Genome

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Oskar45
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Genome

Unread postby Oskar45 » Tue Jul 12, 2011 9:32 am

Would you like to know your's? For me - yes, I'd [although today it's just too expensive]...
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josehill
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Re: Genome

Unread postby josehill » Tue Jul 12, 2011 10:02 am

It would be fun to have it, but, right now, our biology is so complex, and our knowledge of it is so small, that it's extremely unlikely that knowing one's genomic sequence would provide a practical benefit, outside of resolving questions of ancestry or identifying risks from a handful of particular genes.

For genes that are unequivocally linked to certain medical conditions, you can already get the appropriate genetic tests performed much more cheaply than sequencing a whole genome, and there is a good chance you'd already be aware of serious risks anyway, since they most likely would be common among your ancestors. Almost everything else is either too preliminary, too speculative, incorrect, too subtle, or too complicated to unravel...closer to being a horoscope than a diagnosis.

In some medical/ethical/government circles, there is active debate over whether it even should be legal for individuals to have their own genomes sequenced. The idea is that since the practical benefit is so unclear, yet the opportunity for misleading people and selling them things that would have no benefit is so large, that people would need to be protected from their own information, and that it should only be obtained and reviewed in close consultation with a physician or a trained genetic counselor. (I strongly disagree with that - people should have access to whatever information about themselves is practical to obtain as a matter of right, even if the information is of questionable practical value. Personally, I think that "medical ethicists" and "bioethicists" are among the biggest charlatans out there, and the ones I've actually met have only reinforced that assessment.)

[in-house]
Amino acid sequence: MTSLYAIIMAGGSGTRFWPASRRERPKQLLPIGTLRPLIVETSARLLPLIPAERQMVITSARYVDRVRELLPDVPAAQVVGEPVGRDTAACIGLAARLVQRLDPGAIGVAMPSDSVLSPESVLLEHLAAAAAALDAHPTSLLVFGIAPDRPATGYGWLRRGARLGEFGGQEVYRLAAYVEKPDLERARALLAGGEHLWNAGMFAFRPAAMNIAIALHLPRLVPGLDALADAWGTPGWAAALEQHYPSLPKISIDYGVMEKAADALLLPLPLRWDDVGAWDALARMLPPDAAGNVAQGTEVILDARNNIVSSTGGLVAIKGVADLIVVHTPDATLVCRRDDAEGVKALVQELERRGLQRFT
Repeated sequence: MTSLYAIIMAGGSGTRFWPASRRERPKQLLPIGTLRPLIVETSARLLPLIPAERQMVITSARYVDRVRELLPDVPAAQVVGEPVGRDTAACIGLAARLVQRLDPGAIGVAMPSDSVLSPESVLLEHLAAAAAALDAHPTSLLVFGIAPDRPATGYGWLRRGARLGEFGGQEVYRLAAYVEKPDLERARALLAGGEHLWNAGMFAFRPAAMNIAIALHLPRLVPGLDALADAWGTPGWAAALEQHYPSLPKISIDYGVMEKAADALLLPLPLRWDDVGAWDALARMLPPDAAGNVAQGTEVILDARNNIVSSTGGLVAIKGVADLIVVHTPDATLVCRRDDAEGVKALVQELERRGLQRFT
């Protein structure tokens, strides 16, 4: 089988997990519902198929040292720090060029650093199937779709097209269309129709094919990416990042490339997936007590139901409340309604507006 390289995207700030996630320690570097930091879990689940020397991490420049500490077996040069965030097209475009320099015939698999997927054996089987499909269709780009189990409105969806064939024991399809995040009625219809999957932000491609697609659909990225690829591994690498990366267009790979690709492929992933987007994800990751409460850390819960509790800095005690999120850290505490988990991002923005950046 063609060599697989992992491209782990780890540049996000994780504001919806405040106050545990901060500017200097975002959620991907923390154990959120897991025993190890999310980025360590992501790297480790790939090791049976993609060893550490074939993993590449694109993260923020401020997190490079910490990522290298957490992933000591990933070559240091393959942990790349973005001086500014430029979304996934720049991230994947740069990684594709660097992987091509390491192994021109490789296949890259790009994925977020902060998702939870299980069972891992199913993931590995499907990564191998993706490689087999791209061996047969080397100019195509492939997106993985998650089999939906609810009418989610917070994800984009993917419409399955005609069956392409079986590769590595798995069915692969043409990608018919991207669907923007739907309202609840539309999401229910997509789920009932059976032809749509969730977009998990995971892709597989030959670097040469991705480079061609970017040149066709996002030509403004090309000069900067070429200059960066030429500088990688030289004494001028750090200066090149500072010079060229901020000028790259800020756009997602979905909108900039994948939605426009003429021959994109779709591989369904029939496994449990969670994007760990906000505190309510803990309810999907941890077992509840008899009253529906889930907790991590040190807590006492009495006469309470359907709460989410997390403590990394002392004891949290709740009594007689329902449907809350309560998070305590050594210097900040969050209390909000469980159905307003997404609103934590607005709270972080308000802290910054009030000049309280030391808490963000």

We are probably not many years away at all from being able to get at least a draft of a personal genome for just a few hundred dollars or euros. I'd be very surprised if it takes more than ten years; I suspect it will be closer to five years.

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GL1zdA
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Re: Genome

Unread postby GL1zdA » Tue Jul 12, 2011 10:25 am

josehill wrote:The idea is that since the practical benefit is so unclear

It's questionable whether its a benefit, but it is clear it could immensely affect natural selection.

As much as I like science and knowledge, genetics IMO will inevitably lead to another Übermenschen project.
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Re: Genome

Unread postby sgifanatic » Tue Jul 12, 2011 10:38 am

I am ignorant about this subject, but is it conceivable that at some future point in time we will be able to reconstruct organisms based on their genome? If so, would storing your genome result in the potential of being recreated at some future point in time?
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[[C|-|E]]
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Re: Genome

Unread postby [[C|-|E]] » Tue Jul 12, 2011 11:06 am

At some point that could be possible, but far away in the future. The DNA sequence is just one thing, but there are a lot of epigenetic modifications that are also essential for a living organism. If you sequence a genome, and then you comment the sequence with all the modifications it has in every position, and then you reconstruct that DNA-protein mess with some short of incredible machine and finally you put that inside of an empty nucleus of some stem cell to create an embryo... how knows X__D.

About my own genome, well, it would be funny to have the sequence, that is for sure :D. That kind of job is now an "easy" task but still not available for private customers. Anyway, we still do not know how to properly read a DNA sequence. You could check the most common mutations causing diseases, but not much more.
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Re: Genome

Unread postby josehill » Tue Jul 12, 2011 12:03 pm